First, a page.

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Ukraine’s Draft Troubles

As the United States ponders whether to send lethal military aid to Ukraine, Kiev has expanded the draft in an effort to bring 50,000 additional troops to the frontline. Reuters reports that the move is getting a lukewarm reception at best from Ukrainians all across the country, and that draft dodging is becoming increasingly prevalent:

In a Facebook post he later deleted, presidential adviser Yuri Biryukov said a significant proportion of conscripts in western Ukrainian regions had not turned up.

“According to unofficial sources, hostels and motels in border regions of neighboring Romania are completely filled with draft dodgers,” newspaper Ukrainskaya Pravda quoted the deleted post as saying. He has not since spoken publicly about the post and did not immediately respond to a Reuters request for comment.

More than 1,300 criminal investigations have been launched against citizens suspected of avoiding military service, according to the defense ministry.

Even more ominous (thought perhaps more suspect given the source) is the TASS report that one third of those called up in Odessa are refusing to show up for service.

About 6,000 people were conscripted into the ranks of the armed forces, the national guards and the border guard service during three waves of mobilization, while more than 2,500 evaded service. About 900 cases of evasion were referred to law enforcement authorities, deputy regional military commissar Valery Ishchenko told a regional council meeting.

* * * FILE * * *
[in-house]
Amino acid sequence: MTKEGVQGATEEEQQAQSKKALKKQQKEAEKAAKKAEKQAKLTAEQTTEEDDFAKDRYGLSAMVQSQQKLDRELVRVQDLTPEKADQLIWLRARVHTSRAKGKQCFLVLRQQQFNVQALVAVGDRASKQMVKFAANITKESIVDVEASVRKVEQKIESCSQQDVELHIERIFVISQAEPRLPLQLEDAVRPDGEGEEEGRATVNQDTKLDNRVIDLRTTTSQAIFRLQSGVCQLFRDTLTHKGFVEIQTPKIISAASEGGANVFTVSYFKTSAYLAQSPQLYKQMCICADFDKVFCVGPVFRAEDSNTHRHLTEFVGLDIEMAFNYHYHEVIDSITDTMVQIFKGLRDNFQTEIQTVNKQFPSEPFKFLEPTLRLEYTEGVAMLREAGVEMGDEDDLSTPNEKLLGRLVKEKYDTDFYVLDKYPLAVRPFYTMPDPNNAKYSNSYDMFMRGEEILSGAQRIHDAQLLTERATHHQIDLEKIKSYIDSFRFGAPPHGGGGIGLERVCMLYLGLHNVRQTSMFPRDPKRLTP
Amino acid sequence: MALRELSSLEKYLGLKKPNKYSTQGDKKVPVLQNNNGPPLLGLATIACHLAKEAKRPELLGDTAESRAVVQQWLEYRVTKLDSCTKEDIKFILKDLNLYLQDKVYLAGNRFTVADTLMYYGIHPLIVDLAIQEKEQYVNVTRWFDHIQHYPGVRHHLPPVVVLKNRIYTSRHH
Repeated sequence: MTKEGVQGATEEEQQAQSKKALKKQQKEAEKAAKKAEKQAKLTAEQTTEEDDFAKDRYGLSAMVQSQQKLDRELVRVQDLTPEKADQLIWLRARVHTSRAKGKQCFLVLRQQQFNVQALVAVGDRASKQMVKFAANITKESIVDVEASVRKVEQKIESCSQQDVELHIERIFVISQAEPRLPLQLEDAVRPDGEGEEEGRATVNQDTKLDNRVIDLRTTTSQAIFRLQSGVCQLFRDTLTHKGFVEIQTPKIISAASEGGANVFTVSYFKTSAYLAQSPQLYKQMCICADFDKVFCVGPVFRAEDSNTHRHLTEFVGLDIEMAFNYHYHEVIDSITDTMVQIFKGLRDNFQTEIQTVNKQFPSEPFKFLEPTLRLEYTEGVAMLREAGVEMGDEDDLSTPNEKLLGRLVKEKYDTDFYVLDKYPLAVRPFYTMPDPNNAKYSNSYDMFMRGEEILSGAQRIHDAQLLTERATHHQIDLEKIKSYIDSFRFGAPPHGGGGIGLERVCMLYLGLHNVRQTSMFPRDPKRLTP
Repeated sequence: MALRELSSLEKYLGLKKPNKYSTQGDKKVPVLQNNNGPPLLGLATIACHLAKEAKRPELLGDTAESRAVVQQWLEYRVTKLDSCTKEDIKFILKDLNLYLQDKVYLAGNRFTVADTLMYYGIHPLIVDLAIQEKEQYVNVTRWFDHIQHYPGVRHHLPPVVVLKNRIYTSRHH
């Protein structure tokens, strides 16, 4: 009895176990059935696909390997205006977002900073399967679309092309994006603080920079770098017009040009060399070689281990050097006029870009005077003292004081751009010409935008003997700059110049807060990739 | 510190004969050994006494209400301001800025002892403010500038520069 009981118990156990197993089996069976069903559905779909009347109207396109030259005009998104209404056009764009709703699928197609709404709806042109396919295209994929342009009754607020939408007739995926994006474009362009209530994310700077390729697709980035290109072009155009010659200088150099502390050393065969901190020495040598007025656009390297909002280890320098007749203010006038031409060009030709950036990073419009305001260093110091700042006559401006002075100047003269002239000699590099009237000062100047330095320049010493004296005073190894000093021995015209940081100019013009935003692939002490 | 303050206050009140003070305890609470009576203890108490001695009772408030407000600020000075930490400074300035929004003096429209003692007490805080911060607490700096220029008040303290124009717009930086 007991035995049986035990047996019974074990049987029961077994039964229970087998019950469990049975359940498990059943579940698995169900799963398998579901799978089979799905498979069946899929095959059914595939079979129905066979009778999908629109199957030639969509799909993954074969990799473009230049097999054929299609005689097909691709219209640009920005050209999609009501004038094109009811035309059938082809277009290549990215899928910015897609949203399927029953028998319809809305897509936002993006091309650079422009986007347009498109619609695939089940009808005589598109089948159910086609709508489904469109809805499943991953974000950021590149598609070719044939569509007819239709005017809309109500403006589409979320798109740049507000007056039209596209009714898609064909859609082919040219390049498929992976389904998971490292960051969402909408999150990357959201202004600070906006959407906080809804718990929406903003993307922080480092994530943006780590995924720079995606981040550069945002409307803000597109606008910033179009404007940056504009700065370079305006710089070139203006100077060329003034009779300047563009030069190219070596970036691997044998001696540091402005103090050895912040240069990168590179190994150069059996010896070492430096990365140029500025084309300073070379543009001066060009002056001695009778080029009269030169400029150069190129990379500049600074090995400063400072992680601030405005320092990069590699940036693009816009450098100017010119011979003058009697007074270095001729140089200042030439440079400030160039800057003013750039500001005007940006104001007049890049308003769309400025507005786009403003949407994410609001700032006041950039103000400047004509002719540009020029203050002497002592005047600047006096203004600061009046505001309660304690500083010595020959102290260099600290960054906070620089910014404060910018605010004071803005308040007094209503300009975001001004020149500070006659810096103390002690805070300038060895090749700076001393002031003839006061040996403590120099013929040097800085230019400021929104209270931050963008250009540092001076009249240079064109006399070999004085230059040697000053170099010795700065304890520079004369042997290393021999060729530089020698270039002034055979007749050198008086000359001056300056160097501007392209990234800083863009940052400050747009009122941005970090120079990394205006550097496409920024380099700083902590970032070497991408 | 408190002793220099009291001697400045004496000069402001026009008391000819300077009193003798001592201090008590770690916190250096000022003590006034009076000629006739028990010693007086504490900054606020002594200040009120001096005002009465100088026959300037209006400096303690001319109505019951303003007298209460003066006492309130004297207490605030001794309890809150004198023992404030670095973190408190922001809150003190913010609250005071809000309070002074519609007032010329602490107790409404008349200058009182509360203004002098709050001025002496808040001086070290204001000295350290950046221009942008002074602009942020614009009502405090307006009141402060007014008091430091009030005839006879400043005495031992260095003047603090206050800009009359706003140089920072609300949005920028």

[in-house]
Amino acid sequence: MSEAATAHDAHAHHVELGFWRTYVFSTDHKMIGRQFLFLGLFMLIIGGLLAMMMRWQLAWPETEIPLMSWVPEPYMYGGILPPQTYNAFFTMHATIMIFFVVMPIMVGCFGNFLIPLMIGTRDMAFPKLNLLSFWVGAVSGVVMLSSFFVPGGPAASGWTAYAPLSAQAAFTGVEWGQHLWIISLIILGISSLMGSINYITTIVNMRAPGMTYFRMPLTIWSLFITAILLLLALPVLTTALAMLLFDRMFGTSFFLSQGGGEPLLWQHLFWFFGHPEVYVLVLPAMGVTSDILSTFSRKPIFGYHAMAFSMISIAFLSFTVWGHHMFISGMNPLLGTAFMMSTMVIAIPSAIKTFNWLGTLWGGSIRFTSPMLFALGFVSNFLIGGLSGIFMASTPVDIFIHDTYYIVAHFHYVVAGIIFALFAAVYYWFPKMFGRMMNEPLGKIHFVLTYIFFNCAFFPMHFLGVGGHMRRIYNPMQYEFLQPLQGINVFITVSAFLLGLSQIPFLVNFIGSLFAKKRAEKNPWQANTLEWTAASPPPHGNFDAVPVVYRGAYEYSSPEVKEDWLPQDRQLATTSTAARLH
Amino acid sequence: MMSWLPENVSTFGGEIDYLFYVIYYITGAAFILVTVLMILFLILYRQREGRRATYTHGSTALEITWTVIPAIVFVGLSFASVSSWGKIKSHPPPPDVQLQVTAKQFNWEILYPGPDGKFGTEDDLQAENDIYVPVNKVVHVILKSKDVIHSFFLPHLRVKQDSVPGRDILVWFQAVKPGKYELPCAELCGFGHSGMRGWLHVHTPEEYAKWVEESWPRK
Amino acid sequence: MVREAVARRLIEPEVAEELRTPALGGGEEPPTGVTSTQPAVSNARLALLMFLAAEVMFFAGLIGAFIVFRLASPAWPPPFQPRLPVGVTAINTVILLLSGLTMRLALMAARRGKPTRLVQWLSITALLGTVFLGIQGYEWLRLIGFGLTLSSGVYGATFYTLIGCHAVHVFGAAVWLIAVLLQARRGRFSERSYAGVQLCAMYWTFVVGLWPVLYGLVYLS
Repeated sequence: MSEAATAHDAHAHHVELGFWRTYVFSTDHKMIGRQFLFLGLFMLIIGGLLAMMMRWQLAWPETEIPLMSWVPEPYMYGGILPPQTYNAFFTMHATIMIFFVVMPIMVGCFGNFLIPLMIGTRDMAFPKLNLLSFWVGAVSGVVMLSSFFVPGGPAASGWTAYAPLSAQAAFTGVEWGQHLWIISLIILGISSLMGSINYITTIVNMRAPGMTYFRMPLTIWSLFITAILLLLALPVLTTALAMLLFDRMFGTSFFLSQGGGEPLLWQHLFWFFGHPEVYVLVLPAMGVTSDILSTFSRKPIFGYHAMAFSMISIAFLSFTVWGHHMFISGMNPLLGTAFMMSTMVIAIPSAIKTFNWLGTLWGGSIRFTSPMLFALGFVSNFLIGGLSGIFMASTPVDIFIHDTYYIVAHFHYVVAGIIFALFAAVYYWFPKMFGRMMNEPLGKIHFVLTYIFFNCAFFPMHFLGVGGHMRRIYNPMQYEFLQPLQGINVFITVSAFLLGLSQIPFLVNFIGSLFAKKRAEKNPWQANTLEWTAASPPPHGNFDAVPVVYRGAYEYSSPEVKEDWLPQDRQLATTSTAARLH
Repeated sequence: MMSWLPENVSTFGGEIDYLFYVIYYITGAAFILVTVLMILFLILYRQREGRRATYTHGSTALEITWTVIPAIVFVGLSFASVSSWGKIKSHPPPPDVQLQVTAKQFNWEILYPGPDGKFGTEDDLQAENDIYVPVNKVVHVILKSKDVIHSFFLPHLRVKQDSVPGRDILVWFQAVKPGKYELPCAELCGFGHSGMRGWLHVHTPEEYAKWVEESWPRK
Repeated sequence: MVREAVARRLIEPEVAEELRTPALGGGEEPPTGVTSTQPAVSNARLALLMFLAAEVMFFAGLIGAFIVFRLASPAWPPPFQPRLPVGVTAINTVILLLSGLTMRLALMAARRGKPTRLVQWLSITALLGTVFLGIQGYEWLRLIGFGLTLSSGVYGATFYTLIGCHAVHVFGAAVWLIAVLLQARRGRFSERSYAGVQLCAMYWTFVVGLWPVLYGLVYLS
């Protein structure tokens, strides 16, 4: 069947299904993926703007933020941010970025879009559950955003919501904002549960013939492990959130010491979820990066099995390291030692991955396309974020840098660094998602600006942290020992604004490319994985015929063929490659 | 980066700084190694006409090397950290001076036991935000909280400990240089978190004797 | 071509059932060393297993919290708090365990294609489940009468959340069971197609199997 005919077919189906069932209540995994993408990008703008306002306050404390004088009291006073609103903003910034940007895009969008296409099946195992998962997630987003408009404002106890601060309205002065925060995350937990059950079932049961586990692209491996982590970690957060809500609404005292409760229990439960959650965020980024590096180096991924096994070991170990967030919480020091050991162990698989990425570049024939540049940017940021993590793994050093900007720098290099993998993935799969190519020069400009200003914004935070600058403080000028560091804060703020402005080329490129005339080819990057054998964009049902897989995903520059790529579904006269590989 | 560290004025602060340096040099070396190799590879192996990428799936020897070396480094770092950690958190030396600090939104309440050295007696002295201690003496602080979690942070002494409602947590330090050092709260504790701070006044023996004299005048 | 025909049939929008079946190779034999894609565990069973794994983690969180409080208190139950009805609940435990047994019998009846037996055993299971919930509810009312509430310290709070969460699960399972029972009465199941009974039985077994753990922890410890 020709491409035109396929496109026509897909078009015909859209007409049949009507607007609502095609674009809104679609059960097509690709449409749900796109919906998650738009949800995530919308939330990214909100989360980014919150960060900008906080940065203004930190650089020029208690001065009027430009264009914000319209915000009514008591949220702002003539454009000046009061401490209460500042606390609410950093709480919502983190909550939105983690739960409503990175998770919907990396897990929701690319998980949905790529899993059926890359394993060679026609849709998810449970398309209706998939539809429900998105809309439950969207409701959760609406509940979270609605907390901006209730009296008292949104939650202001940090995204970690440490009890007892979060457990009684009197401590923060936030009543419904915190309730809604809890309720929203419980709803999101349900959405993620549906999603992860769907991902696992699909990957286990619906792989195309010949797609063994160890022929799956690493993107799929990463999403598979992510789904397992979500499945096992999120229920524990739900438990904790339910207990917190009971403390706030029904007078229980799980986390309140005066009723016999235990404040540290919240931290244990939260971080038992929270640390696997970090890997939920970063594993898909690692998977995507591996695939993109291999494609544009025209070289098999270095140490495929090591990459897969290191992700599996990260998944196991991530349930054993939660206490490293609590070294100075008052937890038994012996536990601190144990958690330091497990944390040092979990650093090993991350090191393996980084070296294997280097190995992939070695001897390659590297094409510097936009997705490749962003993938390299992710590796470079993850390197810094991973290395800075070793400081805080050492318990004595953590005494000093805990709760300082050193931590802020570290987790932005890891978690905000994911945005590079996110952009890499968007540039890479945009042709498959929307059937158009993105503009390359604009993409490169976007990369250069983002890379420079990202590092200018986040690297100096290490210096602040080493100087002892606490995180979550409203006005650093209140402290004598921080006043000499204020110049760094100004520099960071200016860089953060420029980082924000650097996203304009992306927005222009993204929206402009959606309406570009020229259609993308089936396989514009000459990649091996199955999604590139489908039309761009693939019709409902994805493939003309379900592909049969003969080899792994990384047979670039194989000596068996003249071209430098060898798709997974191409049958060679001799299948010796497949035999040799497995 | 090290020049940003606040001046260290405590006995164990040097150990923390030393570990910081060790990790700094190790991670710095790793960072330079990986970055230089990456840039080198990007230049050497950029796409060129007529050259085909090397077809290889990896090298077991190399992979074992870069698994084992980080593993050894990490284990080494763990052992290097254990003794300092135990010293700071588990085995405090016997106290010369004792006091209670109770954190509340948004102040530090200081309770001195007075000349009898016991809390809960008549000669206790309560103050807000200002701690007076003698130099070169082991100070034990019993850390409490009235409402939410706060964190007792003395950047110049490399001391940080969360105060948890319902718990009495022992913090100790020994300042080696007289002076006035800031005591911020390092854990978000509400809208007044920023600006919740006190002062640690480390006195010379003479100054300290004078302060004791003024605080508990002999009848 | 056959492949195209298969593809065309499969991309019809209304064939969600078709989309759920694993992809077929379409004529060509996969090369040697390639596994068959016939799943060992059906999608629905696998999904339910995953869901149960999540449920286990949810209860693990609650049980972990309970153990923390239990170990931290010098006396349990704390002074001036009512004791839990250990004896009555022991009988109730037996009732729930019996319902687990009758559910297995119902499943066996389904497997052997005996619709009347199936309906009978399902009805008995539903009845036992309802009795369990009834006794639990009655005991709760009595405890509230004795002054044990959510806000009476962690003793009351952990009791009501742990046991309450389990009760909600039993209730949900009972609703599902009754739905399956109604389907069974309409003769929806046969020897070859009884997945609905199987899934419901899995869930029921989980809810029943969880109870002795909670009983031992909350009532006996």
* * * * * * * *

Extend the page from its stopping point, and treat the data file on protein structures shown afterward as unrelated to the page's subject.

Protest against mobilization is growing in the Odessa region. Last Sunday, protesters hung a 15-meter banner “It is not my War. Say Stop to Mobilization” over the entrance to the marine station near the known Potemkin Stairs in Odessa.

Recall that Odessa is a Russian-language city with a sizable ethnic Russian minority. Thus far, despite some early attempts by provocateurs to create unrest, Odessa has shown no appetite to join the rebel cause and to side with Russia. Nevertheless, if these reports are true, it is appears to not be a bastion of pro-Ukrainian feeling either—and that could mean trouble. Which way Odessa goes is doubtlessly something analysts in the Kremlin are watching closely as they try to figure out just how far they might want to push their war into Ukrainian territory.

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